Eric Brown spends the larger part of The Serene Invasion illustrating how humanity reacts to the charea via the perspectives aforementioned. A wise decision, I think; there’s a touch of tension towards the end—a perfunctory plot against the Serene’s secret go-betweens, instigated by the monstrous Mr. Morwell, obviously—but otherwise the author is evidently aware that the conflict animating this standalone narrative must be internal rather than external.
An intimidating task, and alas, the cast of characters who must shoulder this bothersome burden above and beyond their usual duties aren’t... fantastic. In point of fact, they’re rather bland. Geoff Allen and Sally Walsh rarely feel like real people, and instead of developing them, Brown takes to skipping ahead a decade—and another and another—to showcase new and apparently improved versions of his heroes.
His villain is equally underdone: James Morwell is just a bad dude through and through, with no redeeming qualities at all. He counts among his hobbies semi-regular sado-masochism and the systematic abuse of everyone around him in the intervening periods. He takes his frustrations out on a rubber effigy of his father and rules his evil empire with all the subtlety of a sledgehammer.
That said, Morwell still betrays more of a personality than the previous pair put together. Only Ana Devi is legitimately interesting, especially as regards her relationship with her runaway brother Lal—and she too is short-changed by the lacklustre last act, when it all gets a bit Gandhi.
So don’t come for the characters. And though the narrative has more to recommend it—the pitch is particularly powerful—The Serene Invasion’s story is slow, and brought low by transparent protagonists and an inherent lack of drama. Significant issues, but this isn’t a bad book by any stretch. I enjoyed the diversity of its ever-shifting settings, and as ever, the author exhibits an accomplished sense of wonder, describing the more extraordinary moments of the entire affair with flair.
On balance, the best thing about Brown’s ambitious new novel is how thoroughly he investigates his premise. The societal changes brought about by the charea are elaborate, and firmly in the fascinating camp. Take drug and drink dependency: “Largely, a class and income linked phenomenon. Cure poverty, joblessness, give people a reason to live, and the need for an opiate is correspondingly reduced.” I was never especially invested in Geoff and Sally and their quest for a happily ever after, meanwhile Morwell’s machinations seemed like so much meaningless reaching from the first, but I read on anyway, because humanity’s reaction to the Serene’s blanket denial of violence is as strange as it proves true.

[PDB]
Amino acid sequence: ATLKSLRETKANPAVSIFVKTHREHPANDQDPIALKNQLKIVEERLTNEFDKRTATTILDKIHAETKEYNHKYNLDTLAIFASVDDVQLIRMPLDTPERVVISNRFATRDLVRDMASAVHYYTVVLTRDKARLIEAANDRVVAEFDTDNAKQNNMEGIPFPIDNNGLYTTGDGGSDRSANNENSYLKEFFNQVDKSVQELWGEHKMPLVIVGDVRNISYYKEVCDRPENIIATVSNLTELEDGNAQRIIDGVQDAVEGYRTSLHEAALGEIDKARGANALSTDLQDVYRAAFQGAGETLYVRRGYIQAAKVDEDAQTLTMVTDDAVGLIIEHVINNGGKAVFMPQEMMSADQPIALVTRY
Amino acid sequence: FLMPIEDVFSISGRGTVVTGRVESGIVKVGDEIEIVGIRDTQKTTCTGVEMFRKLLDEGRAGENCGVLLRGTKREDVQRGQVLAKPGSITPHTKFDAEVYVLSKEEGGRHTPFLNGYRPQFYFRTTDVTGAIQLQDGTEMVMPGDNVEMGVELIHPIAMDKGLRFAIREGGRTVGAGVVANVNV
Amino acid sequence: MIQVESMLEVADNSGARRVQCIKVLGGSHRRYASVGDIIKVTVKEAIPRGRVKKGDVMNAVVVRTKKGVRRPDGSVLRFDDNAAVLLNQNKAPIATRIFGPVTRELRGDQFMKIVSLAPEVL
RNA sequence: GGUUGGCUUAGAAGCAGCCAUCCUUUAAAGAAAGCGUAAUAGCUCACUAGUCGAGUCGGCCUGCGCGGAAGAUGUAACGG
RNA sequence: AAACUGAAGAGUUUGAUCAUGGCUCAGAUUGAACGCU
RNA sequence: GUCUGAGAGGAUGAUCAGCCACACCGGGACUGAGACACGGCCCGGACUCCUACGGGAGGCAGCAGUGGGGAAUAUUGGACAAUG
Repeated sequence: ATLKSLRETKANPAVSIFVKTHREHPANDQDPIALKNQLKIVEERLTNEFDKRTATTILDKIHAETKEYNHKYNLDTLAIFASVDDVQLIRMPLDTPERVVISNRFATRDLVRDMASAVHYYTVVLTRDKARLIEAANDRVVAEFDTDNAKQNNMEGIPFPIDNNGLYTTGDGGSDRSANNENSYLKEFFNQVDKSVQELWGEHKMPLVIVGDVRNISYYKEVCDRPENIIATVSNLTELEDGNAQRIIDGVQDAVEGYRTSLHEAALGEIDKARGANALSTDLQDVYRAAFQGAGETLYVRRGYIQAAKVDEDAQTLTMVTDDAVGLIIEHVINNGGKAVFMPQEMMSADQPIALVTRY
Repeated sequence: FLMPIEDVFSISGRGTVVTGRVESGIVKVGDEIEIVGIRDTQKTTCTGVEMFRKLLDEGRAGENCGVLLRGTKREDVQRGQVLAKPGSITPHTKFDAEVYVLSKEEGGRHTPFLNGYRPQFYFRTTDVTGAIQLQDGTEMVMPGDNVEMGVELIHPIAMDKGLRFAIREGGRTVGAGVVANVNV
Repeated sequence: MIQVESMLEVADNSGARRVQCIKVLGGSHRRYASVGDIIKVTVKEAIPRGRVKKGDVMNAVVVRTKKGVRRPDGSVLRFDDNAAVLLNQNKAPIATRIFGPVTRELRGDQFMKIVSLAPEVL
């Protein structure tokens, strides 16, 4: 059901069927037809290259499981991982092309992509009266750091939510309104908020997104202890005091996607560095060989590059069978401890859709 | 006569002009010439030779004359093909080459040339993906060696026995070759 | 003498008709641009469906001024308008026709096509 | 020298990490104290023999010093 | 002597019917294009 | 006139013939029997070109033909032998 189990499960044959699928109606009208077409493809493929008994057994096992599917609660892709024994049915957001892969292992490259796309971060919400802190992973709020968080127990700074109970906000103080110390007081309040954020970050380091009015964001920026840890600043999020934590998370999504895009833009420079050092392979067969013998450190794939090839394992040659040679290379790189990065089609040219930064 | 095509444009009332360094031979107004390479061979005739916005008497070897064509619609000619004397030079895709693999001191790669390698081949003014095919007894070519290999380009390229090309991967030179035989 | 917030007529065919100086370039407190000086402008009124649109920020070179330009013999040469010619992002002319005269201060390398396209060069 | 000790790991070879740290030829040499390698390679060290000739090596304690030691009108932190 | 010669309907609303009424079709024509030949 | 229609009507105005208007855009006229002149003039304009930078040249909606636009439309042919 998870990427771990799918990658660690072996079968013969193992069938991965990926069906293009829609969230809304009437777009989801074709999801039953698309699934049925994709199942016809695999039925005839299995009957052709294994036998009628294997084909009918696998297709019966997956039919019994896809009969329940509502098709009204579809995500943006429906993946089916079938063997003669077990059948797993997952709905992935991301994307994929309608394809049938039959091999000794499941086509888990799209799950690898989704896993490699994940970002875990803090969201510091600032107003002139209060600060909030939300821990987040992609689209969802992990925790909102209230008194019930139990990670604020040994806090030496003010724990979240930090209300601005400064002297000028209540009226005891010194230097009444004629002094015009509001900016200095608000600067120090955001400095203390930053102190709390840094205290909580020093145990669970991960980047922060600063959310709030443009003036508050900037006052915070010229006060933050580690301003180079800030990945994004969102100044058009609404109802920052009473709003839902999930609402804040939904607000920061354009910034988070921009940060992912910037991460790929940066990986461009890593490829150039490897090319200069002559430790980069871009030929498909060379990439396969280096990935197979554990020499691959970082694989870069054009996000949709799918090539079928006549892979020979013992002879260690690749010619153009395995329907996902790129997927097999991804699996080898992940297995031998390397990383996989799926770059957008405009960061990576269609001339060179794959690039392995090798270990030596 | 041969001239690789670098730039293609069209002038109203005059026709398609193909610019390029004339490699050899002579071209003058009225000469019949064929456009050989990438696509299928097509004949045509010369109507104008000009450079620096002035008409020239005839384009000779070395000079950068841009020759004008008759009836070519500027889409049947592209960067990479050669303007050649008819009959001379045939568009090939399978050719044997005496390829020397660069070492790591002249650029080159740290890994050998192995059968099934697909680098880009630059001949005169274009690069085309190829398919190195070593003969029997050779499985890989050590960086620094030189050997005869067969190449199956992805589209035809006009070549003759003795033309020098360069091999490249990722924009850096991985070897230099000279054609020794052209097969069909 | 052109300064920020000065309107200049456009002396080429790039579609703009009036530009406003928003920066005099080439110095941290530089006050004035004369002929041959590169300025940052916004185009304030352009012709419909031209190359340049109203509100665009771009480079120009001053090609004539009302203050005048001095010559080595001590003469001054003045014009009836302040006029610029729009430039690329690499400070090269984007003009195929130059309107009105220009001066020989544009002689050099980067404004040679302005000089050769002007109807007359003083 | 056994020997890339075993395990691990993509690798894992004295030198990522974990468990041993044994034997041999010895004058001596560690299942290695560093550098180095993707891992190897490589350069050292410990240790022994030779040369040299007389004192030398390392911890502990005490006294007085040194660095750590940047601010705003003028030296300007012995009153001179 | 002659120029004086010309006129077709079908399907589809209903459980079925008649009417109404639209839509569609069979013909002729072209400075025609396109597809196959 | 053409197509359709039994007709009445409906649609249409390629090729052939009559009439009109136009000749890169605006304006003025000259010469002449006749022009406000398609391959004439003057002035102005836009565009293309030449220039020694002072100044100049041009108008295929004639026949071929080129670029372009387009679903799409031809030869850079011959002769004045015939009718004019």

Eric Brown has to be one of the hardest working genre authors in the industry, releasing at least two books each year for as long as I can recall. This is certainly not his best effort in recent memory—without question, The Kings of Eternity is—but for all its problems, The Serene Invasion is more than merely interesting. As a thought experiment it’s unequivocally gripping, and Brown’s got the follow-through to do it justice too.
The Serene Invasion is published by Solaris Books. It is available April 30.
Niall Alexander is an erstwhile English teacher who reads and writes about all things weird and wonderful for The Speculative Scotsman, Strange Horizons, and Tor.com, where he contributes a weekly column concerned with news and new releases in the UK called the British Genre Fiction Focus, and co-curates the Short Fiction Spotlight. On rare occasion he’s been seen to tweet about books, too.